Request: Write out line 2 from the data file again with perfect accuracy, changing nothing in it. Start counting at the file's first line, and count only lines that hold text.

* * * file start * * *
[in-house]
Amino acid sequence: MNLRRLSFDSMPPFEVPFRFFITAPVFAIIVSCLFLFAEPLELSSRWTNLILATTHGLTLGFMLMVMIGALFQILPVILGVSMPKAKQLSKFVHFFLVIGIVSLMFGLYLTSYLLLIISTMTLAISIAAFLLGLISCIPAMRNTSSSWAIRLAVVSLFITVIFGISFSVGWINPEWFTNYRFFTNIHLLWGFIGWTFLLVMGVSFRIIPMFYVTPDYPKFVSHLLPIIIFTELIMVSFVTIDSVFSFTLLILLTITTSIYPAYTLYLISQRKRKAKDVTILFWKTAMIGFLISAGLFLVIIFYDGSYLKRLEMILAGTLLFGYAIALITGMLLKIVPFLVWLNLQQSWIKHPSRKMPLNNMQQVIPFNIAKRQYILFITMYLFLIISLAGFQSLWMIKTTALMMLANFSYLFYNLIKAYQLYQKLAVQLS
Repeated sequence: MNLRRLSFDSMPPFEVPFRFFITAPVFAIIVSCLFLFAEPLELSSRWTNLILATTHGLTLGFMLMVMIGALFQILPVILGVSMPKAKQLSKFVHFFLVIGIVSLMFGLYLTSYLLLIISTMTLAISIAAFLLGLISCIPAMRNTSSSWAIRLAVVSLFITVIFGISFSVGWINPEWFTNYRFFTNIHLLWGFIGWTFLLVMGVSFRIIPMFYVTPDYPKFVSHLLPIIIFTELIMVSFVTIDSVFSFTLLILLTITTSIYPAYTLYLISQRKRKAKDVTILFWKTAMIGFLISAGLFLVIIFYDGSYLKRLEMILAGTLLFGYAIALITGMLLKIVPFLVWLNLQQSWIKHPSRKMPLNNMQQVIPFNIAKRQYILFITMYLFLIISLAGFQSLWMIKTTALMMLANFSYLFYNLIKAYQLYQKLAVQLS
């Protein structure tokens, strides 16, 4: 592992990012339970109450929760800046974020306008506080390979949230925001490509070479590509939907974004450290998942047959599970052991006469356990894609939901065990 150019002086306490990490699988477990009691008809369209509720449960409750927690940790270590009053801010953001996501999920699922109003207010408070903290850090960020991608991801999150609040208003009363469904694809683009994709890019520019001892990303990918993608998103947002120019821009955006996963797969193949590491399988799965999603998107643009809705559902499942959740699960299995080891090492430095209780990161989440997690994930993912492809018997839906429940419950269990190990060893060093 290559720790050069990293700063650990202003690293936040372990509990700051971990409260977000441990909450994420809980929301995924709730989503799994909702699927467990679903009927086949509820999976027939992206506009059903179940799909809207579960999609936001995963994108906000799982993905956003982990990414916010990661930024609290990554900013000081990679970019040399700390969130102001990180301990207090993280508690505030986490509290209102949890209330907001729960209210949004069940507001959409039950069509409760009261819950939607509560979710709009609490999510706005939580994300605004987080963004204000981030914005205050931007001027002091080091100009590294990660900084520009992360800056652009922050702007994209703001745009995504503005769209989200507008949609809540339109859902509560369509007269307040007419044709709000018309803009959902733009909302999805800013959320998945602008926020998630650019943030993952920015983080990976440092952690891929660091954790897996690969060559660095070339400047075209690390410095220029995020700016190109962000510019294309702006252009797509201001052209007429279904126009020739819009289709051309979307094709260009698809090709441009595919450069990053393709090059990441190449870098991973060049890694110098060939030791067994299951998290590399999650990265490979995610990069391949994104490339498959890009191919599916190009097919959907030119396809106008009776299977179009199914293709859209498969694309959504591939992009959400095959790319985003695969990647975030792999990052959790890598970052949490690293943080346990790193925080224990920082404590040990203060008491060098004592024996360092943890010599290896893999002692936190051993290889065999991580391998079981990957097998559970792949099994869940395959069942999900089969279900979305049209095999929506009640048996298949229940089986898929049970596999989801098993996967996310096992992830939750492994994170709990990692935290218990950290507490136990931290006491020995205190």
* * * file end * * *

Amino acid sequence: MNLRRLSFDSMPPFEVPFRFFITAPVFAIIVSCLFLFAEPLELSSRWTNLILATTHGLTLGFMLMVMIGALFQILPVILGVSMPKAKQLSKFVHFFLVIGIVSLMFGLYLTSYLLLIISTMTLAISIAAFLLGLISCIPAMRNTSSSWAIRLAVVSLFITVIFGISFSVGWINPEWFTNYRFFTNIHLLWGFIGWTFLLVMGVSFRIIPMFYVTPDYPKFVSHLLPIIIFTELIMVSFVTIDSVFSFTLLILLTITTSIYPAYTLYLISQRKRKAKDVTILFWKTAMIGFLISAGLFLVIIFYDGSYLKRLEMILAGTLLFGYAIALITGMLLKIVPFLVWLNLQQSWIKHPSRKMPLNNMQQVIPFNIAKRQYILFITMYLFLIISLAGFQSLWMIKTTALMMLANFSYLFYNLIKAYQLYQKLAVQLS